health care | KERA News

health care

Stephanie Kuo / KERA News

Everything from a long commute and local food options to the number of physicians on call and people in poverty affects a community’s overall health.

That’s why the quality of health varies so widely across North Texas.

Shelby Knowles/ The Texas Tribune

Texas is suing the federal government over President Barack Obama's landmark health law — again.

Updated at 11:17 a.m. ET

Health care costs are "a hungry tapeworm on the American economy," Berkshire Hathaway Chairman and CEO Warren Buffett says, and now his firm is teaming up with Amazon and JPMorgan Chase to create a new company with the goal of providing high-quality health care for their U.S. employees at a lower cost.

A day after President Trump said the Affordable Care Act "has been repealed," officials reported that 8.8 million Americans have signed up for coverage on the federal insurance exchange for 2018 — nearly reaching the 2017 number in half the sign-up time.

That total is far from complete. Enrollment is still open in parts of seven states, including Florida and Texas, that use the federal HealthCare.gov exchange but were affected by hurricanes earlier this year.

Updated at 6:52 p.m. ET

Senate Majority Leader Mitch McConnell wants 2018 to be a year of bipartisanship, even if that means moving on from GOP dreams of cutting welfare and fully rolling back the Affordable Care Act.

The Kentucky Republican on Thursday broke with House Speaker Paul Ryan, R-Wis., on the approach to paring back spending on programs like Medicaid and food stamps. In an interview with NPR, McConnell said he is "not interested" in using Senate budget rules to allow Republicans to cut entitlements without consultation with Democrats.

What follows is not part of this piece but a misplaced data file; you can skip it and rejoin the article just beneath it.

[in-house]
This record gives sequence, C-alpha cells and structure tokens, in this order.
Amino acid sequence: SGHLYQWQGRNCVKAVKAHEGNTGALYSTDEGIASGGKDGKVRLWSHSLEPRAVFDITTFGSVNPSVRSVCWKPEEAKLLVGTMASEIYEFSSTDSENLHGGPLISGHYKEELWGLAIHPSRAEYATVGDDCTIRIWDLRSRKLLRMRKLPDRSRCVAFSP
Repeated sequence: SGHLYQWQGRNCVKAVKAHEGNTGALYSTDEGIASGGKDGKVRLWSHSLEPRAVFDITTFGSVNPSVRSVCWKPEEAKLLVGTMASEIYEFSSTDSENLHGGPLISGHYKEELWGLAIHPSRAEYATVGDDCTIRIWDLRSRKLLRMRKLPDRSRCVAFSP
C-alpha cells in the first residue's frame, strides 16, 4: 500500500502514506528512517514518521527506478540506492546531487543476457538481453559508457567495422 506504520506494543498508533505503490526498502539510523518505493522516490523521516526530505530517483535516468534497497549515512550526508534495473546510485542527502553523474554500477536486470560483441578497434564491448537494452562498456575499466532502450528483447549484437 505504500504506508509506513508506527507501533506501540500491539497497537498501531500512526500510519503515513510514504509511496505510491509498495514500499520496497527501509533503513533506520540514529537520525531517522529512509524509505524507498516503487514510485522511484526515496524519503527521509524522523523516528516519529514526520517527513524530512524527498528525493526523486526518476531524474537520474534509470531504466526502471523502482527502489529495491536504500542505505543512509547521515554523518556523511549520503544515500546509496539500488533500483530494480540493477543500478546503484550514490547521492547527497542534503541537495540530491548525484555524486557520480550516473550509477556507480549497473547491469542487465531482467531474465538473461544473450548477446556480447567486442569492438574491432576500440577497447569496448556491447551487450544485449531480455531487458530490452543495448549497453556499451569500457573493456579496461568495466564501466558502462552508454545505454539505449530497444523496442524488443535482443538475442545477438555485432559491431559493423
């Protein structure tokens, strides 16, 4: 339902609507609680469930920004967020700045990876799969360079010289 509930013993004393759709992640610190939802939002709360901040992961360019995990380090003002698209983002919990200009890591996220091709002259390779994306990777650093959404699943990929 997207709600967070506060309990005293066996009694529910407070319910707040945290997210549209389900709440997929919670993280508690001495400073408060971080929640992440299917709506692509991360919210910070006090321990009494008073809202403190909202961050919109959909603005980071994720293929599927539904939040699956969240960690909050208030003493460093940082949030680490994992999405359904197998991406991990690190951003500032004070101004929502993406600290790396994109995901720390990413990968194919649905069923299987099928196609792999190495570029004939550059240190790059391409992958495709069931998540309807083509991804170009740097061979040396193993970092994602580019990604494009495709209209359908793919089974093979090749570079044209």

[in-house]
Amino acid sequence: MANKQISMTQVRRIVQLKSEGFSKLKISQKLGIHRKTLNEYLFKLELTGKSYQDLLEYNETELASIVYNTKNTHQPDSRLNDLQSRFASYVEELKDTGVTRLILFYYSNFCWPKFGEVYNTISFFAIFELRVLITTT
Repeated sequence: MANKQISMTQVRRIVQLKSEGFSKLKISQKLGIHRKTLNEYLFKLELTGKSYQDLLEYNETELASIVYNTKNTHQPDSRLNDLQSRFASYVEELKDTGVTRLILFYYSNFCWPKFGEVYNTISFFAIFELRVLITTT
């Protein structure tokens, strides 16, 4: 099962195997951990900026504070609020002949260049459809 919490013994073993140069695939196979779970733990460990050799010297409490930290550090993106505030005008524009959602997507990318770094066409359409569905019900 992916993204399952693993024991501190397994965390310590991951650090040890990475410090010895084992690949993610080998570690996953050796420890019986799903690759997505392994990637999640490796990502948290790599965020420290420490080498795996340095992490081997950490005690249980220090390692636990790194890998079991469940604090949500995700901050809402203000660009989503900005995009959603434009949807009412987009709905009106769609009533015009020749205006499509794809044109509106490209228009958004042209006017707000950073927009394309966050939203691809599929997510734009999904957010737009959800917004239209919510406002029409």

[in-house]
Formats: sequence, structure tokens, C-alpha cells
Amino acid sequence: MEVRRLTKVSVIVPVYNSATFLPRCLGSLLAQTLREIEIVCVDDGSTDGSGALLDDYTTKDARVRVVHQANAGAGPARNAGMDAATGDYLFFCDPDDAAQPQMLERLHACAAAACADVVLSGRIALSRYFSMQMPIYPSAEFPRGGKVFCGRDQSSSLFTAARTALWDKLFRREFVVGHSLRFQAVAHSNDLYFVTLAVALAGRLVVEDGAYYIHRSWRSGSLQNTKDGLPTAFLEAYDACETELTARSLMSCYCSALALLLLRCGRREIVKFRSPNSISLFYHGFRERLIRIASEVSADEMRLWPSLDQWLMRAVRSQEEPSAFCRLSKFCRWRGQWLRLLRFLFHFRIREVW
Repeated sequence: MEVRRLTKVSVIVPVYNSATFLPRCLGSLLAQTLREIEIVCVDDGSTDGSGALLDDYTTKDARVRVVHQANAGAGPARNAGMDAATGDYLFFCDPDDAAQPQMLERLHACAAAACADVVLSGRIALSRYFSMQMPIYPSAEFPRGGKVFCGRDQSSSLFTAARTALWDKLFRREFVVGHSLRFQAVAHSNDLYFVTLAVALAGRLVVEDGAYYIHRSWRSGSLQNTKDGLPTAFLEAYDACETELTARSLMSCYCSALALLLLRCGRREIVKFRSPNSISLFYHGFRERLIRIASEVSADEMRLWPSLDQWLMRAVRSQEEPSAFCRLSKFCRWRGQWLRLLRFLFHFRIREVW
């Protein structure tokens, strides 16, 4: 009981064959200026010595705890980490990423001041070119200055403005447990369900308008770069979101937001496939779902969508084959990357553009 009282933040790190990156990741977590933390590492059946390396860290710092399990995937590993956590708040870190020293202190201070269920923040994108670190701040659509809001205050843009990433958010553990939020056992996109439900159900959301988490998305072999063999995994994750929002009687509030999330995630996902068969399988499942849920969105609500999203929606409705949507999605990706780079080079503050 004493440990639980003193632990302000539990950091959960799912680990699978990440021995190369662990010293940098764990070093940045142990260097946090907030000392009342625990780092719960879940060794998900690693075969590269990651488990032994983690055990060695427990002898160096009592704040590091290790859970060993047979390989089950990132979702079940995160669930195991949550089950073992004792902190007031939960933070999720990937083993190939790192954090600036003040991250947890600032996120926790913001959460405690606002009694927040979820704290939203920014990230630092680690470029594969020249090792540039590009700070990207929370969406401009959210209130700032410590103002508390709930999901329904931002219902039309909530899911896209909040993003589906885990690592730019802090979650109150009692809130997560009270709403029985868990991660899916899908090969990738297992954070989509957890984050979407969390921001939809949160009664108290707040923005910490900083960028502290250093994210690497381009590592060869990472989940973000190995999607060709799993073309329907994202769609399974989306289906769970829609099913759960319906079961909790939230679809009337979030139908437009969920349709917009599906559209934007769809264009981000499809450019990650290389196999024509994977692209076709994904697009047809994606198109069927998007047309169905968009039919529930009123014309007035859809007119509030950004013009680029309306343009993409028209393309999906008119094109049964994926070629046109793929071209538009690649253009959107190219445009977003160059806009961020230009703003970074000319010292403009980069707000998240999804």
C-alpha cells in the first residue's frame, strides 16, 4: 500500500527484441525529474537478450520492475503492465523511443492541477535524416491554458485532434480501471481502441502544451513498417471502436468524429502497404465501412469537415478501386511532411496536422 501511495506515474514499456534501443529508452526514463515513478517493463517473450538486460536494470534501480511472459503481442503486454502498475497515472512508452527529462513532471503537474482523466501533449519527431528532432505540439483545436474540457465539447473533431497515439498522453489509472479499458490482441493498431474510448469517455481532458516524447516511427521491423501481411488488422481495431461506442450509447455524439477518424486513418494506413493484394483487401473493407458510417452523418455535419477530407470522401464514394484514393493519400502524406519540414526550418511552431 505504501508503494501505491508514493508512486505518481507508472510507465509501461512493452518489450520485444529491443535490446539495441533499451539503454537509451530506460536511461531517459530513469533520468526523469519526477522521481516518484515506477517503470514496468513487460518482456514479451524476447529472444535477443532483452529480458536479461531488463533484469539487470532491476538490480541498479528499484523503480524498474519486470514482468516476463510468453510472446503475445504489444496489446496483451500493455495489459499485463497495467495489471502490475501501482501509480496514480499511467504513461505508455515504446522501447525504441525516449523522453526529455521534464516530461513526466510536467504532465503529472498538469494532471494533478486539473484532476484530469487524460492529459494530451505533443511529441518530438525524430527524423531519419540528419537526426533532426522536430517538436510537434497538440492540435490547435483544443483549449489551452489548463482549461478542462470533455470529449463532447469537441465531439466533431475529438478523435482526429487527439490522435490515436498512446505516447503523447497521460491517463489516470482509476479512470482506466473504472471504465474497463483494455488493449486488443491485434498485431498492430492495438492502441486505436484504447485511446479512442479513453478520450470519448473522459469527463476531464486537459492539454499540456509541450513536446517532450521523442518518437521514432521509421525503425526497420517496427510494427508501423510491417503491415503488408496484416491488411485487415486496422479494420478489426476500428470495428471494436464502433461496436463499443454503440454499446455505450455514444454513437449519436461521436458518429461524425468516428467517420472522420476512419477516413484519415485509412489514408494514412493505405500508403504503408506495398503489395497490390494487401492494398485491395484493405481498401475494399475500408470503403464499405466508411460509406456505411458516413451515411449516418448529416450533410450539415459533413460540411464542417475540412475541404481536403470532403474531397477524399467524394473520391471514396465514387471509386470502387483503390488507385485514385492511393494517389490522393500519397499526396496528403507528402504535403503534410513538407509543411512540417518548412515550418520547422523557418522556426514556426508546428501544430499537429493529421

IN OUR OWN VOICE: NATIONAL BLACK WOMEN'S REPRODUCTIVE JUSTICE AGENDA

A new survey shows black adults in Texas and around the country have a lot of concerns about reproductive health. Experts met in Dallas this week to talk about the findings and their implications.

Elizabeth Ann Colette/Wikimedia Commons

The Trump administration is guaranteeing Texas $135 million to continue helping more than 450,000 uninsured children and pregnant women if Congress doesn’t renew authorization the Children’s Health Insurance Program.

Open enrollment on the federal health law's marketplace — HealthCare.gov — ends Friday, and most people who want a plan for next year need to meet the deadline.

But some consumers who miss the cutoff could be surprised to learn they have the opportunity to enroll later.